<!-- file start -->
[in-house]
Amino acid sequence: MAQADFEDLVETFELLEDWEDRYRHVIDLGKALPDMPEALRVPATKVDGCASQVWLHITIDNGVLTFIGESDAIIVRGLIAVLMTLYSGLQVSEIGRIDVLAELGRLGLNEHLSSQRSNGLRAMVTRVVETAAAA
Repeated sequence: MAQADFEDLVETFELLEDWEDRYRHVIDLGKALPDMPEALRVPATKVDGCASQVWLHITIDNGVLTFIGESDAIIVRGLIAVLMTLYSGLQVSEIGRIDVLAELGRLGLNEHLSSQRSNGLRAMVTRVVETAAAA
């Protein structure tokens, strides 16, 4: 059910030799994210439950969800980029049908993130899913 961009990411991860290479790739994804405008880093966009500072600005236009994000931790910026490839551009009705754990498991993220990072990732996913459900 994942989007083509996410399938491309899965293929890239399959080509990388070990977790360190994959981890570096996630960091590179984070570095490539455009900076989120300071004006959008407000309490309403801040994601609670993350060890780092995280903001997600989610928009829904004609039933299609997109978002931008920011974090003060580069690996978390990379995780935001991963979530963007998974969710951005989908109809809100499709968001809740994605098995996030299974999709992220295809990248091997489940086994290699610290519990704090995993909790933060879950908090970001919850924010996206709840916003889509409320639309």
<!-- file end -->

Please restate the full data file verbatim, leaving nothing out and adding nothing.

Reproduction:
[in-house]
Amino acid sequence: MAQADFEDLVETFELLEDWEDRYRHVIDLGKALPDMPEALRVPATKVDGCASQVWLHITIDNGVLTFIGESDAIIVRGLIAVLMTLYSGLQVSEIGRIDVLAELGRLGLNEHLSSQRSNGLRAMVTRVVETAAAA
Repeated sequence: MAQADFEDLVETFELLEDWEDRYRHVIDLGKALPDMPEALRVPATKVDGCASQVWLHITIDNGVLTFIGESDAIIVRGLIAVLMTLYSGLQVSEIGRIDVLAELGRLGLNEHLSSQRSNGLRAMVTRVVETAAAA
């Protein structure tokens, strides 16, 4: 059910030799994210439950969800980029049908993130899913 961009990411991860290479790739994804405008880093966009500072600005236009994000931790910026490839551009009705754990498991993220990072990732996913459900 994942989007083509996410399938491309899965293929890239399959080509990388070990977790360190994959981890570096996630960091590179984070570095490539455009900076989120300071004006959008407000309490309403801040994601609670993350060890780092995280903001997600989610928009829904004609039933299609997109978002931008920011974090003060580069690996978390990379995780935001991963979530963007998974969710951005989908109809809100499709968001809740994605098995996030299974999709992220295809990248091997489940086994290699610290519990704090995993909790933060879950908090970001919850924010996206709840916003889509409320639309």